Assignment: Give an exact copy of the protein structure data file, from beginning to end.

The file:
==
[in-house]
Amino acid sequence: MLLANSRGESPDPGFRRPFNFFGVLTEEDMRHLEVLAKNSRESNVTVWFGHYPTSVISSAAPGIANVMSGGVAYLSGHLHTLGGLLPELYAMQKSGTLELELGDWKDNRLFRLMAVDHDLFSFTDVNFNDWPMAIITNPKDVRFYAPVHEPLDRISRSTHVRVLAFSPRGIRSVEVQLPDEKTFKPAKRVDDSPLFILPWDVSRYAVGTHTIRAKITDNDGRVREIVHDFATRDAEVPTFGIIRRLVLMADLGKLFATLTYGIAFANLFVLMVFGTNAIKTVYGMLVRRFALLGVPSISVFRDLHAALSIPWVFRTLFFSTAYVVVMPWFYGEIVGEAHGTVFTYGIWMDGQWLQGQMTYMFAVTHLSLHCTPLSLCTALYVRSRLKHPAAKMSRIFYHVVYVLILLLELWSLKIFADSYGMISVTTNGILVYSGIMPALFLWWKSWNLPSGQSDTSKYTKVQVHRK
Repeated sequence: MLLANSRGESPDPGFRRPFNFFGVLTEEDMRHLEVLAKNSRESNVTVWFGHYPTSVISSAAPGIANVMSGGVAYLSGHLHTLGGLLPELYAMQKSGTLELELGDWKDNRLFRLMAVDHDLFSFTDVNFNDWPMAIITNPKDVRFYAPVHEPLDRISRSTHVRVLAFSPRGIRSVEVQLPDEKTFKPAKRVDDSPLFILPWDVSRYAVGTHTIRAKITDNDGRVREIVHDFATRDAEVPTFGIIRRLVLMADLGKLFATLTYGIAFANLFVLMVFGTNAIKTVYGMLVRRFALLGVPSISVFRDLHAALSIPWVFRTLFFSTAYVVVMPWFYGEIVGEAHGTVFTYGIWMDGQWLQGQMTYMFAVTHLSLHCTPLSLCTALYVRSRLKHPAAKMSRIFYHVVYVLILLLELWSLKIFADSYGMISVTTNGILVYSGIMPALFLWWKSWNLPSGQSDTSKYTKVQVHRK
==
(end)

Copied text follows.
[in-house]
Amino acid sequence: MLLANSRGESPDPGFRRPFNFFGVLTEEDMRHLEVLAKNSRESNVTVWFGHYPTSVISSAAPGIANVMSGGVAYLSGHLHTLGGLLPELYAMQKSGTLELELGDWKDNRLFRLMAVDHDLFSFTDVNFNDWPMAIITNPKDVRFYAPVHEPLDRISRSTHVRVLAFSPRGIRSVEVQLPDEKTFKPAKRVDDSPLFILPWDVSRYAVGTHTIRAKITDNDGRVREIVHDFATRDAEVPTFGIIRRLVLMADLGKLFATLTYGIAFANLFVLMVFGTNAIKTVYGMLVRRFALLGVPSISVFRDLHAALSIPWVFRTLFFSTAYVVVMPWFYGEIVGEAHGTVFTYGIWMDGQWLQGQMTYMFAVTHLSLHCTPLSLCTALYVRSRLKHPAAKMSRIFYHVVYVLILLLELWSLKIFADSYGMISVTTNGILVYSGIMPALFLWWKSWNLPSGQSDTSKYTKVQVHRK
Repeated sequence: MLLANSRGESPDPGFRRPFNFFGVLTEEDMRHLEVLAKNSRESNVTVWFGHYPTSVISSAAPGIANVMSGGVAYLSGHLHTLGGLLPELYAMQKSGTLELELGDWKDNRLFRLMAVDHDLFSFTDVNFNDWPMAIITNPKDVRFYAPVHEPLDRISRSTHVRVLAFSPRGIRSVEVQLPDEKTFKPAKRVDDSPLFILPWDVSRYAVGTHTIRAKITDNDGRVREIVHDFATRDAEVPTFGIIRRLVLMADLGKLFATLTYGIAFANLFVLMVFGTNAIKTVYGMLVRRFALLGVPSISVFRDLHAALSIPWVFRTLFFSTAYVVVMPWFYGEIVGEAHGTVFTYGIWMDGQWLQGQMTYMFAVTHLSLHCTPLSLCTALYVRSRLKHPAAKMSRIFYHVVYVLILLLELWSLKIFADSYGMISVTTNGILVYSGIMPALFLWWKSWNLPSGQSDTSKYTKVQVHRK